Then again, it might not be such a mistake to think of William as a serial killer after all. The particulars are kept vague until the bitter end, but we know that whatever he’s desperate to atone for took place at Abu Ghraib under the supervision of a mustached Willem Dafoe, a plot detail that finds Schrader returning to the sins of George W. Bush’s foreign policy (occasional flashbacks are marked by the warped look of watching a VR feed without goggles, a choice that creates a disembodying first-person effect).
And William isn’t the only one with skin in the game, as he’s approached by a kid named Cirk — yes, with a “C” — whose abusive father trained with the same man before taking his own life. Cirk (a shaggy Tye Sheridan) wants revenge, but William has other ideas. Maybe if he can teach this college drop-out to assume some responsibility for his future, William can achieve a measure of redemption for his past. It’s a gamble, but poker tournaments would never end if no one raised the ante.
If that premise invites comparisons to Scorsese’s “The Color of Money,” the film that Schrader has pried out of it is unsurprisingly less interested in taut suspense or big scores (“bet small win small” is one of William’s personal commandments). Anyone primed for some all-in poker action is bound to be disappointed by a story that’s more interested in the monk-like patience of waiting for a good hand than it is in the drama of playing it out. The same goes for anyone hoping to breathe in some of the smoky mystique of vintage casino movies, as Alexander Dynan’s stagnant digital cinematography sanctifies the glow of half-empty card rooms with the same holy fervor that Janusz Kaminski shoots floods of heaven-sent window light.
“The Card Counter” won’t make you want to become a casino rat any more than “First Reformed” made you want to become a reverend; this is an anti-romantic glimpse into the most abyssal pockets of American nowhere, full of detritus left behind by all the Danny Oceans of the world. It’s about motels and strip malls and flashing lights that blink so fast they might let you forget where you are for a minute or two. For William, and for the movie that Schrader hangs around him, blackjack and poker aren’t the main event or even a means to an end — they’re a distraction from what everyone is really doing there. “The Card Counter” may not be quite as narcotized as a Nicolas Winding Refn movie, but the numb camera movements and the whiskey drone of Robert Levon Been’s original soundtrack leave you with a palpable understanding of how someone could get stuck in these places until the end of time.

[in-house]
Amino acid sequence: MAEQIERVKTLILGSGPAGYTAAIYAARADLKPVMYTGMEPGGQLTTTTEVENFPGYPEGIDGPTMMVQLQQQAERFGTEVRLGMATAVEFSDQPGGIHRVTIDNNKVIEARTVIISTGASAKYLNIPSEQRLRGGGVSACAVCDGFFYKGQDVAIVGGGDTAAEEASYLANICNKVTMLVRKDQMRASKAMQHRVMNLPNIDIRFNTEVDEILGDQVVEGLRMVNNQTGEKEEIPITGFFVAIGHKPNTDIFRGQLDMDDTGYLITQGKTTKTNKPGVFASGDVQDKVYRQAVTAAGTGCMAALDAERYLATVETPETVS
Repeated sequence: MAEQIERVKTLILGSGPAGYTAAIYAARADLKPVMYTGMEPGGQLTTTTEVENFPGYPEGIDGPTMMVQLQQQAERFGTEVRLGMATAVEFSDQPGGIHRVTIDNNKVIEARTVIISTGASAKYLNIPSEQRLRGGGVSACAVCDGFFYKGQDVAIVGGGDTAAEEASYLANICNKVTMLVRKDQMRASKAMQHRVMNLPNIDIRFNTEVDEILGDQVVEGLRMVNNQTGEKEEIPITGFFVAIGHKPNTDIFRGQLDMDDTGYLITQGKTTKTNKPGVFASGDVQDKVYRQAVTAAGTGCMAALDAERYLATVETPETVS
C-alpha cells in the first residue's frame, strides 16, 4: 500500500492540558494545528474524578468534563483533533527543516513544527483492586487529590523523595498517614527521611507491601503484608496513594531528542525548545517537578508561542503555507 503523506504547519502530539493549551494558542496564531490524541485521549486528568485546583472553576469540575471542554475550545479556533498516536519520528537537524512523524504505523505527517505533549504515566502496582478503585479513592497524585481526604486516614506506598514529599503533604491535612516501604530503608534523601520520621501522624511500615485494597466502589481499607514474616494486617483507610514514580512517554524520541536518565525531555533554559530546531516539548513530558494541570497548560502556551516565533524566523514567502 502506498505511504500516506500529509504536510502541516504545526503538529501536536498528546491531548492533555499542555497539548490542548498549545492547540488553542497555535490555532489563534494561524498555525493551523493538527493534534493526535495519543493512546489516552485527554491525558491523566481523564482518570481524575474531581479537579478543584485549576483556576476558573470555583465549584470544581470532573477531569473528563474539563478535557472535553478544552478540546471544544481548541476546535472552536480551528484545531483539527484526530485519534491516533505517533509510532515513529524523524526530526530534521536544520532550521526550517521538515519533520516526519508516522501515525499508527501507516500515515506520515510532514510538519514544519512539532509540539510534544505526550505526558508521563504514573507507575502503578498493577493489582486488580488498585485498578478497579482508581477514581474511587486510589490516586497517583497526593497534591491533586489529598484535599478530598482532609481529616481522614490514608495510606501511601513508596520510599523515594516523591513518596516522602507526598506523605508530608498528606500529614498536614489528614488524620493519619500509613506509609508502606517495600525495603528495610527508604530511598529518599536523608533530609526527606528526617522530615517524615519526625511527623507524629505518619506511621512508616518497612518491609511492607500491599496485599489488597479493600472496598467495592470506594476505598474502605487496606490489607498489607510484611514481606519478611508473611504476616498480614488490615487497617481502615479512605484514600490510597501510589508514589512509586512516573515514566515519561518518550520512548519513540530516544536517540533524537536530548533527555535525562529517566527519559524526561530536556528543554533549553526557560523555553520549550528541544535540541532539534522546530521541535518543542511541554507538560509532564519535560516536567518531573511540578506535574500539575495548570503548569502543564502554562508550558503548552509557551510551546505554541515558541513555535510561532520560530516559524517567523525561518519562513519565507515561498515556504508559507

Which is why — even in a film that seems opposed to forward movement, and in spite of Cirk’s doltish energy — it’s genuinely exciting when the kid shows William a way forward. Isaac lights up with a giddy enthusiasm, albeit one that never forgets the intensity of his character’s anguish; the movie’s best scene is as hopeful and discomforting as anything Schrader has ever written, as Isaac swirls William’s sin together with his possible salvation in order to remind Cirk of what’s at stake. It’s a scene powerful enough to make the ones between William and Haddish’s underplayed La Linda feel sluggish and tacked-on by comparison, a sense that 1. Isn’t helped by some egregious ADR, and 2. Is almost entirely negated by a self-referential final touch that seals the film’s place in Schrader’s body of work.
That “The Card Counter” shakes your faith in the writer-director’s ability to beat the odds is part of its scabrous charm. Schrader’s film is perhaps too enamored by perdition to reach for the sublime — for all of its familiarity, even that ending is stuck in an unsettled emotional limbo — but poker is all about feeling around in the dark, and Schrader knows there’s no limit to what a man can do who’s capable of forgiving himself. It’s just like what Travis Bickle said to Wizard after his big “we’re all fucked” speech: “I don’t know. That’s about the dumbest thing I’ve ever heard.”
“The Card Counter” premiered at the 2021 Venice Film Festival. Focus Features will release it in theaters on Friday, September 10.